- 4th attempt: 33.9 ft-lb

All these attempts were made from completely different angles, intentionally. The inconsistency of the outcome validates the hypothesis.

## What Causes Torque Loss?

So, what caused the torque loss? According to physics, it’s impossible. So were Newton, Einstein, Galileo, and all the other great physicists, wrong?

Well, not really.

It’s the angle, the culprit.

According to physics, if you keep the extension perfectly perpendicular to the body of the wrench, there should be no torque loss—and that’s actually the case, as seen on many tests. When similar tests were carried out, ensuring the conditions were met, there was no real torque loss.

But in this case, the scenario was not the most ideal, and chances are, that’ll be the case when you put things into practice. And that’s where all that torque gets sucked up.

**So to settle things, yes, you can use an extension with a torque wrench without losing on torque and keeping the purpose intact as long as you can keep it perpendicular (or as close as possible) to the body of the wrench.**

## Adjusting for The Extension

What adjustment are we talking about here?

Well, it’s the case for straight extensions. Basically, any offset or extension that changes the distance between the centerline of the wrench drive and the centerline of the fastener needs to be adjusted.

In simpler terms, an extension that’ll increase the effective length of the wrench will need to be adjusted for. An increased effective length will provide more leverage than default and thus will apply a different amount of pressure than intended, killing the sole purpose of a torque wrench.

Here’s how you have to adjust it:

Torque Setting = (Wrench Length × Desired Torque) ÷ (Wrench Length + Extension Length)

Seems complicated? Let’s make it easy.

Don’t just get lost in the equation yet. Here’s what simplifies it –

You just need to know the actual length of the wrench and the extension. That’s it. That’s the apparently obscure part, I suppose.

Torque Setting? That’s what we’re calculating.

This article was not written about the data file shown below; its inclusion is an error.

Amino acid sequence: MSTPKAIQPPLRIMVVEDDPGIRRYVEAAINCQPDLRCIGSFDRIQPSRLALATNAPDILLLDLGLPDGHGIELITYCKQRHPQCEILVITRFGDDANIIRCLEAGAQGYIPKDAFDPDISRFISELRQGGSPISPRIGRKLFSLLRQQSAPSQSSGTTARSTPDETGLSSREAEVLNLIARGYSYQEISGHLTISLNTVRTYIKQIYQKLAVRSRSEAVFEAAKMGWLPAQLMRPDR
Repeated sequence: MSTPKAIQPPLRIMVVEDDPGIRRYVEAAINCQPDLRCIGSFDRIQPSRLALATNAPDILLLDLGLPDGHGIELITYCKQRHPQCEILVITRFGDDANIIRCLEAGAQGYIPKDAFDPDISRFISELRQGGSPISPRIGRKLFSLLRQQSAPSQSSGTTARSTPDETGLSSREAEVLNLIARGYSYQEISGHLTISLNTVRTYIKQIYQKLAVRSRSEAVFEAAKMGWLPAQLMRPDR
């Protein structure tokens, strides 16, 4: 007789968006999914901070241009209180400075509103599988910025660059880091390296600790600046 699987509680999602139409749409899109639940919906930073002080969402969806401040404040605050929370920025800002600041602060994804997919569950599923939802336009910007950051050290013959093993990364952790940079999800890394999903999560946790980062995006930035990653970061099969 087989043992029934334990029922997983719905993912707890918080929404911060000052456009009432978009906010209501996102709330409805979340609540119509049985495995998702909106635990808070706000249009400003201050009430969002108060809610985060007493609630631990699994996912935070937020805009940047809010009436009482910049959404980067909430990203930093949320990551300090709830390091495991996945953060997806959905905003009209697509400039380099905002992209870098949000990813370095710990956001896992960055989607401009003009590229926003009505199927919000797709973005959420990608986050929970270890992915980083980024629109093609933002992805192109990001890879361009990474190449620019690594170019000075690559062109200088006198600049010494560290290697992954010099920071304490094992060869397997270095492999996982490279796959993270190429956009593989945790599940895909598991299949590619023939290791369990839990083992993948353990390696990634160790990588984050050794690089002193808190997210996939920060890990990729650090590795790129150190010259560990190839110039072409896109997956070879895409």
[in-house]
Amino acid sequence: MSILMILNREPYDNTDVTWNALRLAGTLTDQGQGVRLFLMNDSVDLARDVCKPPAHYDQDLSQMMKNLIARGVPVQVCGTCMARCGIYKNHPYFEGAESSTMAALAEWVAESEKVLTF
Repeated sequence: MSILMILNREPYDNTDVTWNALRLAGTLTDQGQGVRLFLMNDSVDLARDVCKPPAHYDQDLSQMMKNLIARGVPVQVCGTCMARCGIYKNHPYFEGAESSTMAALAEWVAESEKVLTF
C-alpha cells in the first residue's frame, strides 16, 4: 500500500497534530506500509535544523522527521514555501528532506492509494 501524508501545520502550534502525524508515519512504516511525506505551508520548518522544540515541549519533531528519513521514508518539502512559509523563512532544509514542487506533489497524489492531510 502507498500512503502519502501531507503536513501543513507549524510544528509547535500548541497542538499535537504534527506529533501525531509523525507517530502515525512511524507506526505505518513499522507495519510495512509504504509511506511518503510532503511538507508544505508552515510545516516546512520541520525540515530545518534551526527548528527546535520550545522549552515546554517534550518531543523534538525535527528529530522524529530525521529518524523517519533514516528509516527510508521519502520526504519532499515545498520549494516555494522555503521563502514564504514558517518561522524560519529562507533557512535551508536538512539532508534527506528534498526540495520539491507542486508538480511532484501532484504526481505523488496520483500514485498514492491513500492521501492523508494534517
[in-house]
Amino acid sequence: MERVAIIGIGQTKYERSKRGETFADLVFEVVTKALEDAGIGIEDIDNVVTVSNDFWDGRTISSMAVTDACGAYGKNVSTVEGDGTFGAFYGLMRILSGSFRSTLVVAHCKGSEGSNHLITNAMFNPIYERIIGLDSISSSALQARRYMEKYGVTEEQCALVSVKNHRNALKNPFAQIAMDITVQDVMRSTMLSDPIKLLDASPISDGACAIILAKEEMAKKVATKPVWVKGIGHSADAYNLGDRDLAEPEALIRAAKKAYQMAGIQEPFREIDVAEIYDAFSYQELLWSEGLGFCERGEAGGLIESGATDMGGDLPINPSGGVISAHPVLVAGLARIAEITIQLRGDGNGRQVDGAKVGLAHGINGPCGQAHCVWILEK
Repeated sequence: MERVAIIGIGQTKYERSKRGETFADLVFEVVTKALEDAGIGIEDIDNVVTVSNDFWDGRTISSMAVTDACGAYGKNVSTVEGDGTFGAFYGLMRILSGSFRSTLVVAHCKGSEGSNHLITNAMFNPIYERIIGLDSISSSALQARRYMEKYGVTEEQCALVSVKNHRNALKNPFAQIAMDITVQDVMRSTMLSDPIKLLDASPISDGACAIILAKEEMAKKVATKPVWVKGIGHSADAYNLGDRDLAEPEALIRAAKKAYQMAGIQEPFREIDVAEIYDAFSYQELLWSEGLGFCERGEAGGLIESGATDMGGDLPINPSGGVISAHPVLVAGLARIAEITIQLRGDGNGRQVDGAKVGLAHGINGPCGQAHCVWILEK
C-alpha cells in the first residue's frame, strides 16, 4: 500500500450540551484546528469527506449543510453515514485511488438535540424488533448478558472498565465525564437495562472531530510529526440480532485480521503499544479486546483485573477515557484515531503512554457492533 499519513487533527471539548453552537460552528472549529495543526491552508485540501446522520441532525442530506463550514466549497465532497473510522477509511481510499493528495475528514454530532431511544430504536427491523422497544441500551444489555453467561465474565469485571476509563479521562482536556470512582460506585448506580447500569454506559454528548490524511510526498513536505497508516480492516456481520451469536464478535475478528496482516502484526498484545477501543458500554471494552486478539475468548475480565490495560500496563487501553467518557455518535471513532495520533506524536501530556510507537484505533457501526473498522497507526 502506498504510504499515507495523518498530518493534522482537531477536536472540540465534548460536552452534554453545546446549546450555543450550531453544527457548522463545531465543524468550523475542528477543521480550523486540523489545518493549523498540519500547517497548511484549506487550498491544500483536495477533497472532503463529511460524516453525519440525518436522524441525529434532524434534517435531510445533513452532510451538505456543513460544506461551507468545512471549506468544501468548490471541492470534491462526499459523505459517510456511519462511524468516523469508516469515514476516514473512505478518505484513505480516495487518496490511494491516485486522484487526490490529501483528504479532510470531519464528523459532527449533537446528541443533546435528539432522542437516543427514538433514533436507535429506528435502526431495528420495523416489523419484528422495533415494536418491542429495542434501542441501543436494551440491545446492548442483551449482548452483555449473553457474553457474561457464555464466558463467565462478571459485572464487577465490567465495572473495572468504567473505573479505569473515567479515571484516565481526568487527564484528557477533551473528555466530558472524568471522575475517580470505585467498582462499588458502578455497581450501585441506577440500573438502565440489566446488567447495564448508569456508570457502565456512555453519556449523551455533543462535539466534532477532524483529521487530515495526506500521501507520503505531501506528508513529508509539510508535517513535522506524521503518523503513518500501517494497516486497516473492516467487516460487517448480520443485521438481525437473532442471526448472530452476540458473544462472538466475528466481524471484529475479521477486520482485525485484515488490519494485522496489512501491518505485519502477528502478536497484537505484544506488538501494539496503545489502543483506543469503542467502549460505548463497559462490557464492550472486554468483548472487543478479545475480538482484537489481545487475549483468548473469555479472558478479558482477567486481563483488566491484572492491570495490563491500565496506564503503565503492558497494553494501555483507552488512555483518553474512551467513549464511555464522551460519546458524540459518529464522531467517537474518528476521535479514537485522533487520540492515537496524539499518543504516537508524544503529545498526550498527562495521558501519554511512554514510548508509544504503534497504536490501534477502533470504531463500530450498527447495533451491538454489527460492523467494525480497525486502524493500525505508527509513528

Desired Torque? Well, you know that—it’s the torque you want to be ultimately applied to the fastener.

When you just measure the length of the wrench and the extension, the equation becomes much easier to comprehend.

Just a little heads up, make sure you measure the length of the wrench and extension correctly. A couple of centimeters here and there won’t matter much, but don’t miss your mark by inches.

Some wrenches will have a marking on the handle for reference, and that’s the point to measure up to from the center of the drive. If the marking isn’t there, take the middle point of the handle as your reference.

Let’s do a little math now—

You have a wrench with a length of 24 inches and you have to put an extension of 4 inches on it to reach where you intend to. The recommended torque setting for the fastener is 180 lbs. What torque setting do you set the wrench on for a smooth sail?

Our little equation: Torque Setting = (Wrench Length × Desired Torque) ÷ (Wrench Length + Extension Length)

So,

Torque Setting = (24 × 180) ÷ (24 + 4) = 154 ft. lbs. (Rounded)

## Hand Position is Important

Just to give you another heads up before wrapping it up, you need to ensure that you put your hand in the right place on the wrench—at the center of the handle. Neither at the upper end nor the bottom end.

Even though many people don’t do this and are aware of the science behind it, many don’t. Some people are just comfortable holding a wrench at the very bottom of it, and they do the same for a torque wrench as well.

That’s simply bad practice and you can already explain the reason. Yes, it changes the effective length of the wrench and you know what happens next.